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Till Death Do Us Part

What do you remember most vividly about your wedding day?   What stands out?  I’m sure the venue, guests, decorations and even the food was spectacular but what most people would say is the person they came there for that day – their spouse.  I’ll never forget my beautiful bride walking down the aisle – time stood still.  Everything we had planned for was now coming to pass.  Did anything humorous happen?  My aunt from Georgia dropped her dentures down the garbage disposal and could not make it.  I stood in our soon to be living room in another city somehow without a car waiting for a distant aunt and uncle on my wife’s side of the family whom I’d never met to pick me up for my own wedding.  I’m still not sure how that happened.  It was interesting, to say the least as I rode to one of the most important events of my life the back seat of a stranger’s pickup truck.

I’ll never forget the words of our wedding vows.  They were lengthy but I’ve used those same vows probably over a hundred times in other weddings I’ve preached since.  Wedding vows are important, probably the most important words you will ever say to your spouse.   Saying them isn’t the issue – keeping them is.  Almost every couple in every wedding has said something like this to one another, “I, (name), take you (name), to be my lawfully wedded (wife/husband), to have and to hold from this day forward, for better or for worse, for richer, for poorer, in sickness and in health, to love and to cherish; from this day forward until death do us part.”  Those words may seem like a blur when you said them at the marriage altar but they are foundational to marriage.  I believe the most important phrase in this statement is “to love and to cherish”.   I’ve had people ask me what my favorite Bible verse on love is and I often say, “There are two…’For God so loved the world that He gave His only Son’ (John 3:16) and ‘God is love’ (1 John 4:8, 16)”.  The first one shows us the greatest expression of love and the second one defines love.  God is the standard – God equals love.  We cannot truly love our spouses every day till separation by death without these anchors of love.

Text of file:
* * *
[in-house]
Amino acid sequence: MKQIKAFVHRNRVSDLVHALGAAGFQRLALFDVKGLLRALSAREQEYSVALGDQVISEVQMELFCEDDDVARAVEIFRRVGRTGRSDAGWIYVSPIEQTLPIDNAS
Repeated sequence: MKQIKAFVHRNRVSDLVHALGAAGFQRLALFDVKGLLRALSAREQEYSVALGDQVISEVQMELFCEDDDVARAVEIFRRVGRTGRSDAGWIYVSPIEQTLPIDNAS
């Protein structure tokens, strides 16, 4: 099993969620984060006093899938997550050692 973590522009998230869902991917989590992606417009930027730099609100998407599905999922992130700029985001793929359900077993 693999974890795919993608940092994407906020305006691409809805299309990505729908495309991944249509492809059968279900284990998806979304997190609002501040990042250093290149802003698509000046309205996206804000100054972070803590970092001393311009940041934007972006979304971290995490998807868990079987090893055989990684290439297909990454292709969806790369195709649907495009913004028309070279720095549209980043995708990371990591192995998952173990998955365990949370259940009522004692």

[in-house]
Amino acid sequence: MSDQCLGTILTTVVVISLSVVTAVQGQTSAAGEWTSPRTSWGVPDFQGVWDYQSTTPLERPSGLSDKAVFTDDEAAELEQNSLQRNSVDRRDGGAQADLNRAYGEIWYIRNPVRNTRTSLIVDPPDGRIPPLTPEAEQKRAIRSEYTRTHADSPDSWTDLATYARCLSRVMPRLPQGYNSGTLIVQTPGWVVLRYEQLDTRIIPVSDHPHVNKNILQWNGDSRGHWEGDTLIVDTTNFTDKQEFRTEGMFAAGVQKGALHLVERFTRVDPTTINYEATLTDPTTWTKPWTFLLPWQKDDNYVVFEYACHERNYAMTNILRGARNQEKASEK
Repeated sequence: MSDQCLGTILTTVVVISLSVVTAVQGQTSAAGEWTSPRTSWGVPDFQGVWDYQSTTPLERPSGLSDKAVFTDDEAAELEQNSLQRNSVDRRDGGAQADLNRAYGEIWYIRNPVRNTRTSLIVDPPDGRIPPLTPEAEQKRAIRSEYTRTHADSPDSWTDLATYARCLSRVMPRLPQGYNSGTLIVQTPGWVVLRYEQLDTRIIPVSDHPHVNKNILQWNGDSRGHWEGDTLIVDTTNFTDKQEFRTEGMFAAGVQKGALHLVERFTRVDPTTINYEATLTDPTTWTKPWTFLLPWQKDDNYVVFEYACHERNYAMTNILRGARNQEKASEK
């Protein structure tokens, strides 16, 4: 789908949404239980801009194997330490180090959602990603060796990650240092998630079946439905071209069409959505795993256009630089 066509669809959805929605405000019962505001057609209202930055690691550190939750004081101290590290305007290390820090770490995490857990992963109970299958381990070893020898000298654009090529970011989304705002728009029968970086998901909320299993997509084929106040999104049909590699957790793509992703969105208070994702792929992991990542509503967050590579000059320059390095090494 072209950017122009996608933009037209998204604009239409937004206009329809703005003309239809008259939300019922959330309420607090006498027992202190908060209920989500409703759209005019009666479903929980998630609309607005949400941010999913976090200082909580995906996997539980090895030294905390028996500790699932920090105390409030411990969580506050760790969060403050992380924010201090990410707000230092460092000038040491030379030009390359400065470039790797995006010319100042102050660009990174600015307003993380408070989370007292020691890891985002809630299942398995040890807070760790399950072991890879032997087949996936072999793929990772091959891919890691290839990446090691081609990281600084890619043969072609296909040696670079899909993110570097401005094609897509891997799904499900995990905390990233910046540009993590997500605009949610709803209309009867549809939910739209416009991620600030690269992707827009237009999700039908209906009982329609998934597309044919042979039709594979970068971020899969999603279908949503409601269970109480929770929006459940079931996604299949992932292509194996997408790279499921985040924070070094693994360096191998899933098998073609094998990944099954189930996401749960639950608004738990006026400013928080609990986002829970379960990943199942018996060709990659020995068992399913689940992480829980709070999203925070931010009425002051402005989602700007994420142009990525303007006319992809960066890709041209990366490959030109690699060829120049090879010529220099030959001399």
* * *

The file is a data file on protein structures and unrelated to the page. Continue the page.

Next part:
Cherish means to hold close, show affection, and nurture.  This only happens because of God’s love.  So, one cannot love and cherish every single day without having experienced the truth and expression of God’s love for us through a relationship with Jesus Christ.  Think about the word cherish with me a little more.  If your house was on fire, what would you run out of it with?  Your family, kids, pets, and if time your phone, photo albums, heirloom jewelry, and favorite coffee mug…you know the important stuff.  You would hold your loved ones close to protect them and lead them to life.  Let the stuff burn because it doesn’t matter.  You and I will never value our spouses enough to run with them through fire until we first love them deeply with the love of Christ and see them how Jesus sees them.  In fact, we will choose something “more valuable” when fire comes if we don’t hold them close.  We will let our marriages die in the flames of worse, poorer, and sickness if we don’t practice holding our spouses close and risking life and limb to cherish them with the love of Jesus.  “Until death do us part” doesn’t mean “until one of us kills the marriage”.  Everyone dreams of the golden wedding anniversary and lifetime marriage but we must realize that “until death do us part” only happens one day at a time.

A phrase in the traditional wedding vows to keep at the forefront is “from this day forward”.  Forward. You can’t move forward if you are stuck.  That means your marriage will die if you do not choose to move onward through the flames of difficulty, unforgiveness, hurt, and disappointment towards the life in Christ that’s waiting ahead.  Make up your mind…settle it now!  That from this day forward…not looking back, you choose to love and cherish your spouse till one of you takes your final breath.

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Stephen and his wife Haley have called Arkansas home all of their lives. Stephen has served in several ministry roles over the last 25 years and as a lead pastor for the last 8 years. Stephen attended Williams Baptist College and earned a BA in Biblical Studies from Ouachita Baptist University, an MA, MDiv, and DMin in Christian Leadership and Pastoral Ministries from Liberty University. When not pastoring, Stephen enjoys running, cycling, reading, writing, camping, fishing, and spending time with his family.

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